Special Education

Parents Must Have Lawyers in IDEA Suits, Court Rules

By Caroline Hendrie — June 21, 2005 1 min read
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Another federal appeals court has held that the parents of children with disabilities need to hire lawyers in court cases brought under the federal Individuals with Disabilities Education Act.

David and Bonnie Cavanaugh of Middlefield, Ohio, sought to represent themselves in their case challenging the education program provided to their son by the 1,400-student Cardinal Local School District.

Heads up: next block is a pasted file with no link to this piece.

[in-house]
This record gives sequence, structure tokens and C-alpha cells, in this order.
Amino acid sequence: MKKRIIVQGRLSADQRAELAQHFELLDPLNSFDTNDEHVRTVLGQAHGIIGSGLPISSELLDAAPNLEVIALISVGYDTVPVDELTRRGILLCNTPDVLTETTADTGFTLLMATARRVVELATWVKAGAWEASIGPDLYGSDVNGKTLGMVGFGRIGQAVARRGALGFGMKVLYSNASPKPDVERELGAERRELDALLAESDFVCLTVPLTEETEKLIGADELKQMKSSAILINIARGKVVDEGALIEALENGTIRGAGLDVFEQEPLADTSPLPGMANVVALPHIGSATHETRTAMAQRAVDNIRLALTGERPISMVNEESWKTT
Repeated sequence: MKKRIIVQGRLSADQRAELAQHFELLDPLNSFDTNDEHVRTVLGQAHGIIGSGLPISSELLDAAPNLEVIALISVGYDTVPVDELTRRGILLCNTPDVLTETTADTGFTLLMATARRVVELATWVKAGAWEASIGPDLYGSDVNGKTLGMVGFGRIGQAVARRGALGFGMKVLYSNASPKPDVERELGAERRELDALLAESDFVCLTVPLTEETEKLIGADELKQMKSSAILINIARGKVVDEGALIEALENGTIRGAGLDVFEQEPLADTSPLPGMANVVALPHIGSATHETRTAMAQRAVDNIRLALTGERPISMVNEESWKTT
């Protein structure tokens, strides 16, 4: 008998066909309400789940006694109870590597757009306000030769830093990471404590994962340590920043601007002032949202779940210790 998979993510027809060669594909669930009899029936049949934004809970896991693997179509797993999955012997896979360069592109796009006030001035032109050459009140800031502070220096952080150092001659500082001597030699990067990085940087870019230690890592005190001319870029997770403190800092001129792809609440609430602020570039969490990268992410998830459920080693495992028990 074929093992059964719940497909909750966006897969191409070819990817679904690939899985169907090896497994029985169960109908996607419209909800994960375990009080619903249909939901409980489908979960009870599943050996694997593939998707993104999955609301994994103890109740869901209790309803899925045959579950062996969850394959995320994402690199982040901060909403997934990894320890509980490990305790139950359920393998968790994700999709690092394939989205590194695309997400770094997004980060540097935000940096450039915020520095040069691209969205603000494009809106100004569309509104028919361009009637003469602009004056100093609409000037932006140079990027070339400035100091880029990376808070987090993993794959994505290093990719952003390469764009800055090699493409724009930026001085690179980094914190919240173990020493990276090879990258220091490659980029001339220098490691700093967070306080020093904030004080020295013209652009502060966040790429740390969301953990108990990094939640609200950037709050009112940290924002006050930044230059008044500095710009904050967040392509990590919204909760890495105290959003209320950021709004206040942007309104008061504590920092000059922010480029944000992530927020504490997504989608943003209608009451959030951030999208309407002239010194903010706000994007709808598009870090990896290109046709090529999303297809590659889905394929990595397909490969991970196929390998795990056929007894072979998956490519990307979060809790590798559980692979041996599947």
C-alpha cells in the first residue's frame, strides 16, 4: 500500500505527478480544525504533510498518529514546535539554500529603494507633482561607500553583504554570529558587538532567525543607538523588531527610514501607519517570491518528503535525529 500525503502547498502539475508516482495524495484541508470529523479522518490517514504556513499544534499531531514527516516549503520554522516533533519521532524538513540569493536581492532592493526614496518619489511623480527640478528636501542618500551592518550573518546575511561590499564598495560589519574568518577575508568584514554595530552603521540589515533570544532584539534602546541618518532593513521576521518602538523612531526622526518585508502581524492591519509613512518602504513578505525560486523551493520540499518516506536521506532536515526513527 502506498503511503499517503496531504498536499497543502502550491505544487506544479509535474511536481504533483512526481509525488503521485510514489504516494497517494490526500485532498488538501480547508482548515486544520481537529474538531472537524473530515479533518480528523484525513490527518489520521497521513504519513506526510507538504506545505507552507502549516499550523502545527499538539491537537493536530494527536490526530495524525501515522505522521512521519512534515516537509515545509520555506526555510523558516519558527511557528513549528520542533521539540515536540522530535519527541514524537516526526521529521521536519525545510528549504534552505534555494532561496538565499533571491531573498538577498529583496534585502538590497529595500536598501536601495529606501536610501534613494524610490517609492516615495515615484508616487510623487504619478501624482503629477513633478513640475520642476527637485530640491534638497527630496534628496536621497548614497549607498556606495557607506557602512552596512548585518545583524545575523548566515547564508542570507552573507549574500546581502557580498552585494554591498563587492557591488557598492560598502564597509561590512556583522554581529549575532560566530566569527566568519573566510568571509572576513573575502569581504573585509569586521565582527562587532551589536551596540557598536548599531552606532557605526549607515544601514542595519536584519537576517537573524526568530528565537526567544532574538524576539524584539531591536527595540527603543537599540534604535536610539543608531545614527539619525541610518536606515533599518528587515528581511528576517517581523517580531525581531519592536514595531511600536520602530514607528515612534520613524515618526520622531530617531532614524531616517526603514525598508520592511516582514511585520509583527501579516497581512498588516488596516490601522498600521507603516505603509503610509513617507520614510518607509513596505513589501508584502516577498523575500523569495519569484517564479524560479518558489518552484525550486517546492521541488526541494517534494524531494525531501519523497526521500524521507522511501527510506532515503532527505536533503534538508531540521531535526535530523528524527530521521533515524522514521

A three-judge panel of the U.S. Court of Appeals for the 6th Circuit, in Cincinnati, held on May 18 that parents who are not lawyers cannot represent their children under the IDEA because the law gives the children themselves, not their parents, access to the courts.

“The Cavanaughs can point to no language in the IDEA that abrogates the common-law rule that nonlawyers may not represent litigants in court,” the panel’s opinion said. Appellate courts in the federal judicial circuits based in Atlanta, Chicago, New York City, and Philadelphia have reached the same conclusion, it added.

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